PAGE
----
Gila County Sheriff John Armer was in an especially generous mood on a visit to Payson Tuesday.
The sheriff presented awards to both staff members and special volunteers.
Armer presented staff members awards as part of a quarterly program.
In order to recognize outstanding employees, Armer has instituted the Deputy, Detention and Civilian Employee of the Quarter Awards.
The awards are designed to single out those employees who by their dedication and work ethic provide exceptional service to the public and the sheriff's office.
"Our employees are the most valuable resource we have," Armer said.
Law enforcement is a demanding profession, one that often strains family relations as hard-working employees put so much of themselves into their job, he said
Honored for their dedication, and their outstanding efforts during the Rodeo-Chediski Fire were Deputy Sgt. Terry Hudgens and Trudy Cory, a civilian employee. Both Hudgens and Cory serve in the Payson office.
The detention officers honored all serve in Globe: Sgt. Vi Johnson, Rachel Butler and Thomas Medina.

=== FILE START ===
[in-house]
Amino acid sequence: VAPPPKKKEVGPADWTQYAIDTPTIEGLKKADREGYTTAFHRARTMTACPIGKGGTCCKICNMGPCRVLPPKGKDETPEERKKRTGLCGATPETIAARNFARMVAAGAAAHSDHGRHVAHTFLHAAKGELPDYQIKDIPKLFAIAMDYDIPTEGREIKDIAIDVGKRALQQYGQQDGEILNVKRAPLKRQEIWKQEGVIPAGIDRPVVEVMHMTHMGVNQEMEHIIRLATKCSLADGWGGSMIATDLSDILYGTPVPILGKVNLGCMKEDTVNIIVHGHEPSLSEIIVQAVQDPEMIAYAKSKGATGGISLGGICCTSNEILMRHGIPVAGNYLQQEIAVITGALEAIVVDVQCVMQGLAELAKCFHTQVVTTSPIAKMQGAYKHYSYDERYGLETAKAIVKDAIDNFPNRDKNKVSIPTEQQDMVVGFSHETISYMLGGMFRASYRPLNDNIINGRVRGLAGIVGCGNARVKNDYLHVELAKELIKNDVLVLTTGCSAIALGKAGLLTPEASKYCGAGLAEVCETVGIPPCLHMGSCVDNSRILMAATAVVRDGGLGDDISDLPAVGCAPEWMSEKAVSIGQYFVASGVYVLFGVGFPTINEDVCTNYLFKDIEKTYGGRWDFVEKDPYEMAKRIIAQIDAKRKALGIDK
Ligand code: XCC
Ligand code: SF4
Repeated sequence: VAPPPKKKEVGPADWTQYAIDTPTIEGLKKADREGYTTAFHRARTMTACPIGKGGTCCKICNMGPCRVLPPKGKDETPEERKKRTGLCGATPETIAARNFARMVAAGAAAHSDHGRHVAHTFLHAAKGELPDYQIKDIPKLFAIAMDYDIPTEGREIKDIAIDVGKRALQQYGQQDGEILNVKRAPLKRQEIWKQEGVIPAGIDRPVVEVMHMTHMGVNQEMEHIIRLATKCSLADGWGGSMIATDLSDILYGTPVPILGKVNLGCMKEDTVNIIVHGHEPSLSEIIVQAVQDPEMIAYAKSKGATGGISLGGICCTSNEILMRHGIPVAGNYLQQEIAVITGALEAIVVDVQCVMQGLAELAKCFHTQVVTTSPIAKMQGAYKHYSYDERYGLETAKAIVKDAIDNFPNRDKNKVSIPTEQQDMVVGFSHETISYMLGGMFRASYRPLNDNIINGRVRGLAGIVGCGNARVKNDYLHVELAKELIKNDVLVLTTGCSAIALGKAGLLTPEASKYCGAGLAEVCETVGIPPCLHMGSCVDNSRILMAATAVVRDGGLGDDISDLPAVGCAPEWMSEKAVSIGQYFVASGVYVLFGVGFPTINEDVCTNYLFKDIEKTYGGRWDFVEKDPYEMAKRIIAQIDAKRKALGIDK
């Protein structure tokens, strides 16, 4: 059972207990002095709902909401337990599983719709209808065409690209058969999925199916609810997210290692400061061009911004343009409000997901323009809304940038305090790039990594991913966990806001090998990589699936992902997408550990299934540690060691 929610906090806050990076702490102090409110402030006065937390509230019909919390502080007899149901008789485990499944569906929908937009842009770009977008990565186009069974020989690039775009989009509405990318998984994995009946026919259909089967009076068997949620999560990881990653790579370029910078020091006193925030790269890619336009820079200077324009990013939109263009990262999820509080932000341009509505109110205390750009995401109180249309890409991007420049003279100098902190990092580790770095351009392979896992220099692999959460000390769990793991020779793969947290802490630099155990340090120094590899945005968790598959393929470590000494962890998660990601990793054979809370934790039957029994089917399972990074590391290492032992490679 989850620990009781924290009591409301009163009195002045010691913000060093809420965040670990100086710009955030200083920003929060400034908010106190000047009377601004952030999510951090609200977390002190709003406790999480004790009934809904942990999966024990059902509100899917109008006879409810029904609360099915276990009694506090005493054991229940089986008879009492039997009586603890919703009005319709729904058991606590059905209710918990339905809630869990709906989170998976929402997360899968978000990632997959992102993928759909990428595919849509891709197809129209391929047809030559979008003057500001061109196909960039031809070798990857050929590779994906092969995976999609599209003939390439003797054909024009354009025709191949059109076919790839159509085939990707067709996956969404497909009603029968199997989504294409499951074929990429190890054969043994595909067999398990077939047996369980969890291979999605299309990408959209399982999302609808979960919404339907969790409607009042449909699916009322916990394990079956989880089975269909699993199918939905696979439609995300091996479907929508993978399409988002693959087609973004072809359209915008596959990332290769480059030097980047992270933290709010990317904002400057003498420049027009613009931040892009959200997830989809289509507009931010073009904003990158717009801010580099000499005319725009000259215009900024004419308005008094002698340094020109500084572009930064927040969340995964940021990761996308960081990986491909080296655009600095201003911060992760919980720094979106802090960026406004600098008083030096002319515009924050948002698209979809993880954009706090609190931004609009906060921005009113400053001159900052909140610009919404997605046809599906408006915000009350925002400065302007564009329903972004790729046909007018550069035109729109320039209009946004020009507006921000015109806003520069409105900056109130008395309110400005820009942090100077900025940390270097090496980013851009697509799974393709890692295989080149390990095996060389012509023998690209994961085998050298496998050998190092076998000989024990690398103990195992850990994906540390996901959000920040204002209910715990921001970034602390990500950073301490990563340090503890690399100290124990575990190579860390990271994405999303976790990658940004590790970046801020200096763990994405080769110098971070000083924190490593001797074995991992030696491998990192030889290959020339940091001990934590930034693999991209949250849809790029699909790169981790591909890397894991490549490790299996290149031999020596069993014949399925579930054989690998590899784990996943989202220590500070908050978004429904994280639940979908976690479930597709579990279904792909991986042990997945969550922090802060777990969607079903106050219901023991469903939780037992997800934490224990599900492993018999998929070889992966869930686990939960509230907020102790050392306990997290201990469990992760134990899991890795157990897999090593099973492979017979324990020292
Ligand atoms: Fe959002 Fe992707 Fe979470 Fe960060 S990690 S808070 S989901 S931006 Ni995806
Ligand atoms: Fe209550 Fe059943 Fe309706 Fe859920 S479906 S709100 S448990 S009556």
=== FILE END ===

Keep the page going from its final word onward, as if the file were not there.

The Payson recipients of the awards were also given dinners for two at Cucina Paradiso and two movie tickets to the Sawmill Theatres. With the awards, Armer also is rewarding spouses of the recipients for their support with dinner and a movie.
Armer took his awards parade across the street to the Rim Country Regional Chamber of Commerce after making the presentation to his Payson employees.
The sheriff presented another set of awards to Chamber Executive Director Bob Ware and Buck Rogers of Chapman Auto Center.
Earlier this year Armer created the Sheriff's Youth Assistance Program.
"It is obvious dealing with criminality how expensive it is ... especially in loss of property and to society. If we spend a little at the front to eliminate the big expense at the other end, we have made a difference," Armer said, explaining the reasoning behind the youth program.
The program uses volunteers and donated money. A community board, including a cross section of young people, directs the foundation and its choice of activities.
The first activity of the program was to spend $3,500 in donated funds to send nine students from throughout Gila County to Camp Anytown in Prescott. The students were from every high school in the county, except San Carlos. The San Carlos student also was invited to participate, and had planned to, but had to cancel at the last minute, Armer said.
These students will be part of the foundation's board.
When organizing the program, Armer approached Rogers and Ware to serve on the committee. According to Armer, Ware joked, "I'll be on this board, if I get a badge."
Prior to presenting certificates of appreciation to Rogers and Ware, Armer, in a responding jest, made them both honorary deputies and gave them badges.